This week’s Parasha opening verse: "Now YHVH spoke to Moses after the death [“acharey mot”] of the two sons of Aaron, when they drew close to YHVH, and died" (Lev. 16:1, literal translation, emphasis added) underscores the combination of "drawing close" to YHVH and "death." Thus, in verse 2 we read, "Tell Aaron… not to come [just] at any time into the Holy Place inside the veil, before the mercy seat which is on the ark, lest he die…” (italics added). This is the solemn introduction to the long and detailed account of the necessary preparation and sanctification process of the High Priest’s entrance to the Holy of Holies, culminating with: “This shall be a statute forever for you: In the seventh month, on the tenth day of the month, you shall afflict your souls, and do no work at all… For on that day the priest shall make atonement for you, to cleanse you that you may be clean from all your sins before YHVH. It is a Sabbath of solemn rest for you, and you shall afflict your souls. It is a statute forever… This shall be an everlasting statute for you, to make atonement for the children of
, for all
their sins, once a year…" (16: 29-31, 34). Israel
Without actually pronouncing the term it is, of course, the description of Yom haKippurim. But rather than commence with that special day, its purpose, timing and varying procedures, the text first deals with the needed course of action in relationship to the High Priest, while the theme of Yom haKippurim unfolds gradually and inductively ultimately bringing to light its goal. What is more, as we saw above, in this particular context the instructions are mentioned against the backdrop of the death of Ah’aron’s two sons, which enhances the seriousness and solemnity of the day, albeit without calling it by its explicit name.
The term “atonement” in its various forms (which includes “kaporet” – translated “mercy sit,” but in Hebrew is rooted in k.p.r – “to atone” or “cover” as we saw in Ex. 25:17), is repeated many times over in chapter 16, as is the blood of the atonement, with which many of the items mentioned were to be sprinkled. What is the purpose of sprinkling blood on inanimate objects? “So he shall make atonement for the Holy [Place], because of the uncleanness of the children of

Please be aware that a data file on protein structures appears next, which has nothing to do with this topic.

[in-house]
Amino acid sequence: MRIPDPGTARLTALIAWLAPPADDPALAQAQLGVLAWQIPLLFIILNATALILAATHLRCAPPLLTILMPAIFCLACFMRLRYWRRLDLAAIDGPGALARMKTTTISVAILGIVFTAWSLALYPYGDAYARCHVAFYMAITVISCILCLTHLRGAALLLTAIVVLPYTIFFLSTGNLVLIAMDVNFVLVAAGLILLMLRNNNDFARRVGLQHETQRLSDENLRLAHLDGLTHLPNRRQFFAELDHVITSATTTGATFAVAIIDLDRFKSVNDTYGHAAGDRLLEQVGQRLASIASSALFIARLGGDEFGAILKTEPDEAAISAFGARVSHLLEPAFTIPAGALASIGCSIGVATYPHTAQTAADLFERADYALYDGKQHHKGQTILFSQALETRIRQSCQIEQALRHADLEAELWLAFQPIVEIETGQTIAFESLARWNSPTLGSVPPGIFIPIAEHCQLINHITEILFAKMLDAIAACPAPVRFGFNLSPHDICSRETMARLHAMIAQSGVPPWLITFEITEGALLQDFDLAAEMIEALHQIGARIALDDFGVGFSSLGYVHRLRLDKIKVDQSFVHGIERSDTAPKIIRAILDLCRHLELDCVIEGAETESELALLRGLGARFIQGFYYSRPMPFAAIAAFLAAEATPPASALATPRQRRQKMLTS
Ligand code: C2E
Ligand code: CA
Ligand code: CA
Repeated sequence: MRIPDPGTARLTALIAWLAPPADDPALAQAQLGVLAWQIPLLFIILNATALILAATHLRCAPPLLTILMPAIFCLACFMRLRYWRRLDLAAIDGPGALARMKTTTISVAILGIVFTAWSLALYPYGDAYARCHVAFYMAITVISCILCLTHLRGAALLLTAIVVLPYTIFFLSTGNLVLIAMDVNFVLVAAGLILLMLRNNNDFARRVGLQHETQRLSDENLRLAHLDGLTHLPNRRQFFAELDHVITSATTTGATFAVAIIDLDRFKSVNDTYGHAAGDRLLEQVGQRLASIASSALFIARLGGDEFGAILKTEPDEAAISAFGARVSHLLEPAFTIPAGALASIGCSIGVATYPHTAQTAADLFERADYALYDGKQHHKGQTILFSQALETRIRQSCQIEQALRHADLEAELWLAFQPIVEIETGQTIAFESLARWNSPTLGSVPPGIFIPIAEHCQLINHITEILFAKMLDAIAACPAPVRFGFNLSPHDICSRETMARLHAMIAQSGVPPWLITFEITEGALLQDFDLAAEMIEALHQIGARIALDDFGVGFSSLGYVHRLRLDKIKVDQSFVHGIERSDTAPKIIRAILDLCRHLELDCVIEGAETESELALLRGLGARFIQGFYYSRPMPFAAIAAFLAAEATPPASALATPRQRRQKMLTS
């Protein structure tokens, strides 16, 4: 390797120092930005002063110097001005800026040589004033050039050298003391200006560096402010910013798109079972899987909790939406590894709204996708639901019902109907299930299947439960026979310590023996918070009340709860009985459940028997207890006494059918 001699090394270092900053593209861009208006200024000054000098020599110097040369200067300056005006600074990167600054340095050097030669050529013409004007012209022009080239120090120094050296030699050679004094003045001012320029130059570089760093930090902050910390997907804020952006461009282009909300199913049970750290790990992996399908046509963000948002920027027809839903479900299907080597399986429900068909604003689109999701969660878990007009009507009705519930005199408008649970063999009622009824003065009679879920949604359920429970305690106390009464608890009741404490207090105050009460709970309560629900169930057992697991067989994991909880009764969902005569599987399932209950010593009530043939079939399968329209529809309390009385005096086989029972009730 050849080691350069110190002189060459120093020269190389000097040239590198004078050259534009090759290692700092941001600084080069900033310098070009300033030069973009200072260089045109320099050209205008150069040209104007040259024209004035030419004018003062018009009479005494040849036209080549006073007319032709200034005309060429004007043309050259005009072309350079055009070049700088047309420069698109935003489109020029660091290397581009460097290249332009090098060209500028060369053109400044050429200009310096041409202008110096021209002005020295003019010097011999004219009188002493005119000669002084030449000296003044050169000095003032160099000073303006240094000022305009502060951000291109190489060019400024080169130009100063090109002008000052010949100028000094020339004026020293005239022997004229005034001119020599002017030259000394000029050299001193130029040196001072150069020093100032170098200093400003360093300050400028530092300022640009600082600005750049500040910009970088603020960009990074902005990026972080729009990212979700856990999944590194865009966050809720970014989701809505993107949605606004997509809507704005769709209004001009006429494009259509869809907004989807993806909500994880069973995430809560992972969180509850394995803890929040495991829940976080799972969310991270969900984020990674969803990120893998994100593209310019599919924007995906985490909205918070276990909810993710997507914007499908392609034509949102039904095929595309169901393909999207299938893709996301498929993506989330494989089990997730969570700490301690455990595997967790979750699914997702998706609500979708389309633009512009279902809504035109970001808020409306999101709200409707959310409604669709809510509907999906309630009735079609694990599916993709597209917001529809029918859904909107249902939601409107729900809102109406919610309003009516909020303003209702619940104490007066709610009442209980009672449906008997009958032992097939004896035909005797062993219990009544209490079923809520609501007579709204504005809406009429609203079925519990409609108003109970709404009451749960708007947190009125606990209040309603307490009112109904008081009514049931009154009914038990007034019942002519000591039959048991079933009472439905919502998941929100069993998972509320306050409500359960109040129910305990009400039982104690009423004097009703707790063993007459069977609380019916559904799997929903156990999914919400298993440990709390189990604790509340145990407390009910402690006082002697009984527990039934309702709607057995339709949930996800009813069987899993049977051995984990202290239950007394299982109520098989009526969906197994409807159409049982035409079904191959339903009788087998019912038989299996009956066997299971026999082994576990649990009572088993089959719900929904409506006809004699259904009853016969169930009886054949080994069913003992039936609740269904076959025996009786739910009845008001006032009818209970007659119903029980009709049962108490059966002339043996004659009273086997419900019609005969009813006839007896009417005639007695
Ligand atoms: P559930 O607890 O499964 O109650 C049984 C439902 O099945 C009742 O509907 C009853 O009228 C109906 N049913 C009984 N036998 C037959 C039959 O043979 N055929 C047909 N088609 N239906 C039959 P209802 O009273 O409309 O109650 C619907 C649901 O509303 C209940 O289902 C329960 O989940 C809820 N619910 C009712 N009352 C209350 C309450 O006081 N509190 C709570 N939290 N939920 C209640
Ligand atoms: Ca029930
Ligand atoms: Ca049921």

and because of their transgressions, for all their sins; and so he shall
do for the tabernacle of meeting which remains among them in the midst of their
uncleanness. Then he shall sprinkle some of the blood on it with his finger
seven times, cleanse it, and consecrate it from the uncleanness of the
children of Israel” (Leviticus 16:16, 19 italics added). In the
process of carrying out the requirements for sin-atonement, the articles used
had become contaminated by the sins of the people. Israel
In 16:2 we encounter the expression “inside the veil - parochet - before the mercy seat - kaporet." The veil – parochet - is made up of the same letters as “kaporet.” The rest of verse 2 says, "I will appear in the cloud above the mercy seat - kaporet." Thus, the rendition of mercy seat and the veil in the same verse makes for an alliteration (kaporet and parochet), highlighting the connection of these two articles and the position of the mercy seat within the veil, where the High Priest may enter only under very strict and special conditions. “Parochet,” stemming from p.r.ch (pey, resh, kaf), means both “separating” and “covering” and together with “kaporet” points to the ‘cure’ for sin by the provision of the covering and the requirement of separation.